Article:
Thursday, October 2, 2014

That's Intense!

Back in May 2014, I took a vegetable specialist class out at A&M for the Travis County Master Gardeners. I was exposed to some interesting concepts during the class, but none interested me as much as the idea of biointensive planting.

The basic premise of biointensive gardening is that if you prescribe to certain gardening practices you can produce more food on a smaller piece of land using less water and less fertilizer than traditionally produced food. Wow! What a concept! Who wouldn't want to do that?

One of the keys to being successful with biointensive planting is loose, well-aerated soil. Double digging is recommended to get the soil loose to a depth of 24 inches. I'd need a crew with pick axes to dig down 2 feet, so that's not going to happen anytime soon. 

Loose soil is a good goal to work toward, so I bought a new toy to help. It's a Stihl Yard Boss Cultivator. I'm still learning how to use it effectively, but I'm pretty excited to have a tool to make bed preparation easier. It's light weight and easy start, so it's perfect for me to use on my own.


To complete my vegetable specialist certification, I decided to work on a biointensive planting project of my own. My plan is to grow my own seedlings of broccoli and cabbage and see what happens when the plants are grown at different spacing intervals.

Each set of plants will be grown in a 4' X 12' planting bed with similar water, fertilizer, and sunlight. I will weigh the resulting produce and compare the output of each bed. Here's the spacing I have planned.

Broccoli
Bed 1 - 12 plants
Bed 2 - 24 plants
Bed 3 - 48 plants


Cabbage
Bed 4 - 12 plants
Bed 5 - 24 plants
Bed 6 - 48 plants


Yikes! That's a total of 84 broccoli plants and 84 cabbage plants. I've never grown broccoli or cabbage from seed, but this year I think I will have to give it a try to save money.  

I was initially concerned that I might not even be able to get the seeds to germinate, but that concern turned out to be unfounded. The seeds seemed to germinate without any problem even though my house is 78 degrees in the summer and temperatures under the grow lights can reach 85. 



Since I was taking the time to grow my own broccoli and cabbage seedlings, I added kale, kohlrabi, and cauliflower into the mix. Eventually, I had 15 flats of seedlings and the overflow had to sit on a table in front of a sunny window. All the seedlings got regular field trips outsides, so I just started rotating seedlings from the table back to the light rack on watering day.


Prepping the garden space turned out to be more of a job than I bargained for. After the summer garden and the weeds were cleared away, I meticulously measured out each bed with stakes and flags. Each bed was cultivated and raked to a smooth finish. One down, five to go.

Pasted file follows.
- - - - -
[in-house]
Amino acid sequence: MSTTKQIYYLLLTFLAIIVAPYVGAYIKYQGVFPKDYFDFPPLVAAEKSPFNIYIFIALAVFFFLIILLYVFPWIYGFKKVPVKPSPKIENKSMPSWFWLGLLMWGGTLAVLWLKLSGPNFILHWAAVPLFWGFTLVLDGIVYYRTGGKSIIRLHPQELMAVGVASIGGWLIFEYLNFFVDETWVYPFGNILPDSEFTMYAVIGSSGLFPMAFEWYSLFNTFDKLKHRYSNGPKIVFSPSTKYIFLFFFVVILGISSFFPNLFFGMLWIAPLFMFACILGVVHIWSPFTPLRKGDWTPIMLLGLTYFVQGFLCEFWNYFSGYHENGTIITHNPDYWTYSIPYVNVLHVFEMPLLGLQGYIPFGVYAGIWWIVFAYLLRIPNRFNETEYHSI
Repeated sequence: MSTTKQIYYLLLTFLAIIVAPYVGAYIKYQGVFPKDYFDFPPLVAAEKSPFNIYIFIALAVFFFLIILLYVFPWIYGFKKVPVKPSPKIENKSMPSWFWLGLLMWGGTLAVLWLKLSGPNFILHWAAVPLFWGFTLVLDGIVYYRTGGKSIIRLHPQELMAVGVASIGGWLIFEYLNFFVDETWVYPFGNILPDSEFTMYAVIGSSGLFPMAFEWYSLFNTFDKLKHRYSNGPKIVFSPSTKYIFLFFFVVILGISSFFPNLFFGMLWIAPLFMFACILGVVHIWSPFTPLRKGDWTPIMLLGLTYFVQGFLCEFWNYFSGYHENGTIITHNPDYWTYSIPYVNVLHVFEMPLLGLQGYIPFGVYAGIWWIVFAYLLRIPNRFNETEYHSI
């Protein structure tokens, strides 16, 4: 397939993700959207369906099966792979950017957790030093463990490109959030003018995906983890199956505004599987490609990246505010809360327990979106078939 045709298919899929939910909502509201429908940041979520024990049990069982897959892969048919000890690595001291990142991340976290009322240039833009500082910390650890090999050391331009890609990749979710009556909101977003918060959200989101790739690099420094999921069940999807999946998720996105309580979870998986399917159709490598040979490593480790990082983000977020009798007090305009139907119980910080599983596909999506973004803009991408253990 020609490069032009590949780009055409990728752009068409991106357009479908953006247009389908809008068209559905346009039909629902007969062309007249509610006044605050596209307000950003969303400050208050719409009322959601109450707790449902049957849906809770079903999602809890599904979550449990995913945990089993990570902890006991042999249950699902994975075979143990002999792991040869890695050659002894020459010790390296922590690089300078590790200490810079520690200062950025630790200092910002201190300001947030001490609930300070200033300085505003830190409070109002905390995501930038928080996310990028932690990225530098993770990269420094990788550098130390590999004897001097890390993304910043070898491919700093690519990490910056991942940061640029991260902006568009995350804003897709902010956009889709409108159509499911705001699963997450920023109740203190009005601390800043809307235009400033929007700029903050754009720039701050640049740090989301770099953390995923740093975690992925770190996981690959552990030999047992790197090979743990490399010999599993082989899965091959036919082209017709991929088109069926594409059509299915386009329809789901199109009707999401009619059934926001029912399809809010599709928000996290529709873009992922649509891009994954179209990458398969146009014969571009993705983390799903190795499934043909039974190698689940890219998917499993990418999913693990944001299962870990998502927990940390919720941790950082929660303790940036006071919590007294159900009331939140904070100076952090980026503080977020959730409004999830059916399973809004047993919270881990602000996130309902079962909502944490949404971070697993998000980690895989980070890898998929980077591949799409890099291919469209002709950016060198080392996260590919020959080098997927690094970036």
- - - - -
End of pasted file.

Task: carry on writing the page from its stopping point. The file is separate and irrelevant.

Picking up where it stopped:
The Lady Bug 8-2-4 is my fertilizer of choice for this project. Each bed is 48 square feet, so I'll be using 1.5 cups of fertilizer broadcast over the entire bed.



Another key to biointensive planting is soil fertility. The soil should be amended generously with compost, which will feed the micro organisms and facilitate water retention. Each bed will be top dressed with a layer of our beautiful, homemade compost.


Finally, it was planting day! The broccoli was ready first, so 12 plants went into the ground. Giving 12 plants so much space seemed somehow sinful, but it's all in the name of science.



The group of 24 broccoli plants was installed next. The spacing seemed a tad tight, but I think the plants will do okay.


This garden was newly created just this past spring, so each bed needed re-bar posts and hoops to support the shade cloth. Shade cloth of some sort is a must for planting cool season veggies in Texas in September. It's still super hot out there and veggie transplants like these would bake under the power of the death star which is still at high power.



Before I continued on with my planting, I decided I better pause to install the irrigation. Thankfully, my hubby came to the rescue and gave me a hand. I'm using 1-10 gallon adjustable emitters in my original garden, but I decided to try out 1/4 inch soaker hose in the new garden. The soaker hose installation doesn't require individual emitters and I'm hoping it will be simpler to install and easier to maintain.


The basic framework uses 1/2 inch plastic tubing with the same tees, elbows and end caps we're used to dealing with.


The big difference is that each bed will get four soaker lines using 1/4 inch tubing.


The 1/4 inch soaker hose is easy enough for me to install. I just punched a hole in the 1/2 inch tubing with this little device.


I cut the soaker hose to length and inserted a connector into one end and a plug into the other end. The connector end snapped right into the little hole I punched. Easy peasy.



Finally, it's time to plant the third broccoli bed with 48 plants. Oh my gosh! That's intense planting! Don't try this at home kids! Stay tuned for updates. I'll let you know how it goes.




Thursday, August 28, 2014

Everything is Just Peachy

A tree ripened peach is a lovely thing to behold. It doesn't have to be perfect and look like waxed fruit to be good. It can have some blemishes and imperfections. None of that matters, because what it looks like will be forgotten with the first luscious bite!


Even better than a single peach ripening is a tree full of juicy, homegrown peaches all ripening in the warm spring sunshine.


In February 2013, we planted a home orchard with 6 fruit trees; two peaches, Junegold and La Feliciana; two apples, Ein Shemer and Anna; and two plums, Santa Rosa and Methley. We started with good sized trees in 5 gallon containers, but I think the bunny manure that we used to mulch the area is responsible for the fast rate of growth and our ultimate success.


In late winter 2014, we had an unexpected late freeze, which ruined our chances for a crop of apples and plums. The peaches lost a few blossoms, but by May 2014 the trees were covered in fruit. The heavy foliage kept most of the fruit well hidden. The trees stayed safe from predators until very late in the harvest when most of the peaches were off the trees.